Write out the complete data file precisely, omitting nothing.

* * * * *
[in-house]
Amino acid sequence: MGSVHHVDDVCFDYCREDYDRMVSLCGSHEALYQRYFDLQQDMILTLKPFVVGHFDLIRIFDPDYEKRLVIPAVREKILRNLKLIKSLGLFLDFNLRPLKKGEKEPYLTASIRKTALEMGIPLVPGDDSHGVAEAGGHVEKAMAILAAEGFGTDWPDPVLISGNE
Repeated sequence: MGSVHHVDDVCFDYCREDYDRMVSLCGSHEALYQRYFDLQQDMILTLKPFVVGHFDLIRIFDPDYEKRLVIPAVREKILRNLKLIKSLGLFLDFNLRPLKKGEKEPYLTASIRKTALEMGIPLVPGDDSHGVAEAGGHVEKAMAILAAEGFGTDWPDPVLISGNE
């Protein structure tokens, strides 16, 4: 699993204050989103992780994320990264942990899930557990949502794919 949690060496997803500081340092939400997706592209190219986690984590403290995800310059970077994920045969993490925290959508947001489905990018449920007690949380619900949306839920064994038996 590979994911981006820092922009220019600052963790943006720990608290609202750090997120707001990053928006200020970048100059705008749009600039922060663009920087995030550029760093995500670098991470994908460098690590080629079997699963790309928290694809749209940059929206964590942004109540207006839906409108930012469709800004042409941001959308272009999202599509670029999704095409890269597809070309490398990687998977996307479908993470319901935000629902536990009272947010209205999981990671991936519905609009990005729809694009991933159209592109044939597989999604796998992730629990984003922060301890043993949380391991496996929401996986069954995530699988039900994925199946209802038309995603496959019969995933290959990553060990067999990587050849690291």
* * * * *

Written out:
[in-house]
Amino acid sequence: MGSVHHVDDVCFDYCREDYDRMVSLCGSHEALYQRYFDLQQDMILTLKPFVVGHFDLIRIFDPDYEKRLVIPAVREKILRNLKLIKSLGLFLDFNLRPLKKGEKEPYLTASIRKTALEMGIPLVPGDDSHGVAEAGGHVEKAMAILAAEGFGTDWPDPVLISGNE
Repeated sequence: MGSVHHVDDVCFDYCREDYDRMVSLCGSHEALYQRYFDLQQDMILTLKPFVVGHFDLIRIFDPDYEKRLVIPAVREKILRNLKLIKSLGLFLDFNLRPLKKGEKEPYLTASIRKTALEMGIPLVPGDDSHGVAEAGGHVEKAMAILAAEGFGTDWPDPVLISGNE
């Protein structure tokens, strides 16, 4: 699993204050989103992780994320990264942990899930557990949502794919 949690060496997803500081340092939400997706592209190219986690984590403290995800310059970077994920045969993490925290959508947001489905990018449920007690949380619900949306839920064994038996 590979994911981006820092922009220019600052963790943006720990608290609202750090997120707001990053928006200020970048100059705008749009600039922060663009920087995030550029760093995500670098991470994908460098690590080629079997699963790309928290694809749209940059929206964590942004109540207006839906409108930012469709800004042409941001959308272009999202599509670029999704095409890269597809070309490398990687998977996307479908993470319901935000629902536990009272947010209205999981990671991936519905609009990005729809694009991933159209592109044939597989999604796998992730629990984003922060301890043993949380391991496996929401996986069954995530699988039900994925199946209802038309995603496959019969995933290959990553060990067999990587050849690291």